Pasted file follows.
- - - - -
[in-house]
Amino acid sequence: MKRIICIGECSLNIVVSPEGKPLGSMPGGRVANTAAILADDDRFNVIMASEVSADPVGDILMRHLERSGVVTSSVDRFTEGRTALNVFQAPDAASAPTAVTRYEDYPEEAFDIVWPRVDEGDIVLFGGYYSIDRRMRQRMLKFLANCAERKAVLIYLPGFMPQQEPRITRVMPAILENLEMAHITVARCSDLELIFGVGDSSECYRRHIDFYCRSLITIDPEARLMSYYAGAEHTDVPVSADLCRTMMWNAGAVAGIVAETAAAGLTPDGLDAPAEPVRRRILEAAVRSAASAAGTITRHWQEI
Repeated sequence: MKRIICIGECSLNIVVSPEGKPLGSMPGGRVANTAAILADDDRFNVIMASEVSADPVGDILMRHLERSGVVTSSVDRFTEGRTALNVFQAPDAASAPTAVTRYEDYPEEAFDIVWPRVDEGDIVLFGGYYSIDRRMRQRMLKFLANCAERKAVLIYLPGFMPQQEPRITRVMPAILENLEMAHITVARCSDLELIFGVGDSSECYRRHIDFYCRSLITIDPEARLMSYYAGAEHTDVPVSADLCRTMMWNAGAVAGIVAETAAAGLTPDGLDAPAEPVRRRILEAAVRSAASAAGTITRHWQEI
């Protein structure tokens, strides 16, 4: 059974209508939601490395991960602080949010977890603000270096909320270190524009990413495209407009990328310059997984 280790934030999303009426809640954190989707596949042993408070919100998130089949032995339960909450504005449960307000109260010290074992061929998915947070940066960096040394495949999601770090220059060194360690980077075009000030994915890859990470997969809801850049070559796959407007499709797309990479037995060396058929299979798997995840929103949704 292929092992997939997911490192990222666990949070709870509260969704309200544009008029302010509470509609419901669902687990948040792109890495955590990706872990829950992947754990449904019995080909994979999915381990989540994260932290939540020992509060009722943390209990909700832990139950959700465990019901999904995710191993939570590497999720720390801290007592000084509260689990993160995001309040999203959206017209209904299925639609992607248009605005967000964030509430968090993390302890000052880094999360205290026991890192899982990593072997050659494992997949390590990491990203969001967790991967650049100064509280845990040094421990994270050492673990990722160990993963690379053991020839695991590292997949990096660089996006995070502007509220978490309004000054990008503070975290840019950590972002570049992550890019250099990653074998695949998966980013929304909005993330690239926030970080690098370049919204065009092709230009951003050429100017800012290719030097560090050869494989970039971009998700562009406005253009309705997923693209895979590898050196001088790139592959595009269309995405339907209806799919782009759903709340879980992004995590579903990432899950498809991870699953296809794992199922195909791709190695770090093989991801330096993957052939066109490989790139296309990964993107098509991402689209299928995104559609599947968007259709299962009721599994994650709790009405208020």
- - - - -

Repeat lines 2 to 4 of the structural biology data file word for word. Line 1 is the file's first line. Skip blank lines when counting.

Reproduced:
Amino acid sequence: MKRIICIGECSLNIVVSPEGKPLGSMPGGRVANTAAILADDDRFNVIMASEVSADPVGDILMRHLERSGVVTSSVDRFTEGRTALNVFQAPDAASAPTAVTRYEDYPEEAFDIVWPRVDEGDIVLFGGYYSIDRRMRQRMLKFLANCAERKAVLIYLPGFMPQQEPRITRVMPAILENLEMAHITVARCSDLELIFGVGDSSECYRRHIDFYCRSLITIDPEARLMSYYAGAEHTDVPVSADLCRTMMWNAGAVAGIVAETAAAGLTPDGLDAPAEPVRRRILEAAVRSAASAAGTITRHWQEI
Repeated sequence: MKRIICIGECSLNIVVSPEGKPLGSMPGGRVANTAAILADDDRFNVIMASEVSADPVGDILMRHLERSGVVTSSVDRFTEGRTALNVFQAPDAASAPTAVTRYEDYPEEAFDIVWPRVDEGDIVLFGGYYSIDRRMRQRMLKFLANCAERKAVLIYLPGFMPQQEPRITRVMPAILENLEMAHITVARCSDLELIFGVGDSSECYRRHIDFYCRSLITIDPEARLMSYYAGAEHTDVPVSADLCRTMMWNAGAVAGIVAETAAAGLTPDGLDAPAEPVRRRILEAAVRSAASAAGTITRHWQEI
């Protein structure tokens, strides 16, 4: 059974209508939601490395991960602080949010977890603000270096909320270190524009990413495209407009990328310059997984 280790934030999303009426809640954190989707596949042993408070919100998130089949032995339960909450504005449960307000109260010290074992061929998915947070940066960096040394495949999601770090220059060194360690980077075009000030994915890859990470997969809801850049070559796959407007499709797309990479037995060396058929299979798997995840929103949704 292929092992997939997911490192990222666990949070709870509260969704309200544009008029302010509470509609419901669902687990948040792109890495955590990706872990829950992947754990449904019995080909994979999915381990989540994260932290939540020992509060009722943390209990909700832990139950959700465990019901999904995710191993939570590497999720720390801290007592000084509260689990993160995001309040999203959206017209209904299925639609992607248009605005967000964030509430968090993390302890000052880094999360205290026991890192899982990593072997050659494992997949390590990491990203969001967790991967650049100064509280845990040094421990994270050492673990990722160990993963690379053991020839695991590292997949990096660089996006995070502007509220978490309004000054990008503070975290840019950590972002570049992550890019250099990653074998695949998966980013929304909005993330690239926030970080690098370049919204065009092709230009951003050429100017800012290719030097560090050869494989970039971009998700562009406005253009309705997923693209895979590898050196001088790139592959595009269309995405339907209806799919782009759903709340879980992004995590579903990432899950498809991870699953296809794992199922195909791709190695770090093989991801330096993957052939066109490989790139296309990964993107098509991402689209299928995104559609599947968007259709299962009721599994994650709790009405208020």